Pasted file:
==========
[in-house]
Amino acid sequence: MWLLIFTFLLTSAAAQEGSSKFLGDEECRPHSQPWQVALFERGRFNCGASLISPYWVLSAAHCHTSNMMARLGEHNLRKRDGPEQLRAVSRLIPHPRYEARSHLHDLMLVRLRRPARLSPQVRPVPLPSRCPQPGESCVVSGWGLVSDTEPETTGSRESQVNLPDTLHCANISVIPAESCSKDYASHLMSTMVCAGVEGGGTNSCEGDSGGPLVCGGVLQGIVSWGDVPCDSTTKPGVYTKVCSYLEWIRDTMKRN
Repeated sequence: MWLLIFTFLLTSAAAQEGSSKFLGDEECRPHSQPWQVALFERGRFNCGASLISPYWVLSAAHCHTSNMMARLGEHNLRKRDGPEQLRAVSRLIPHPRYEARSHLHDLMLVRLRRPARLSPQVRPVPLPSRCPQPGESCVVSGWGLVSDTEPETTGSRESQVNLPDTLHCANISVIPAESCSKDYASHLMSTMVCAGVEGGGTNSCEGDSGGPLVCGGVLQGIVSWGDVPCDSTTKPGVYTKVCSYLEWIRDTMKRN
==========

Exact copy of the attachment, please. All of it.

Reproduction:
[in-house]
Amino acid sequence: MWLLIFTFLLTSAAAQEGSSKFLGDEECRPHSQPWQVALFERGRFNCGASLISPYWVLSAAHCHTSNMMARLGEHNLRKRDGPEQLRAVSRLIPHPRYEARSHLHDLMLVRLRRPARLSPQVRPVPLPSRCPQPGESCVVSGWGLVSDTEPETTGSRESQVNLPDTLHCANISVIPAESCSKDYASHLMSTMVCAGVEGGGTNSCEGDSGGPLVCGGVLQGIVSWGDVPCDSTTKPGVYTKVCSYLEWIRDTMKRN
Repeated sequence: MWLLIFTFLLTSAAAQEGSSKFLGDEECRPHSQPWQVALFERGRFNCGASLISPYWVLSAAHCHTSNMMARLGEHNLRKRDGPEQLRAVSRLIPHPRYEARSHLHDLMLVRLRRPARLSPQVRPVPLPSRCPQPGESCVVSGWGLVSDTEPETTGSRESQVNLPDTLHCANISVIPAESCSKDYASHLMSTMVCAGVEGGGTNSCEGDSGGPLVCGGVLQGIVSWGDVPCDSTTKPGVYTKVCSYLEWIRDTMKRN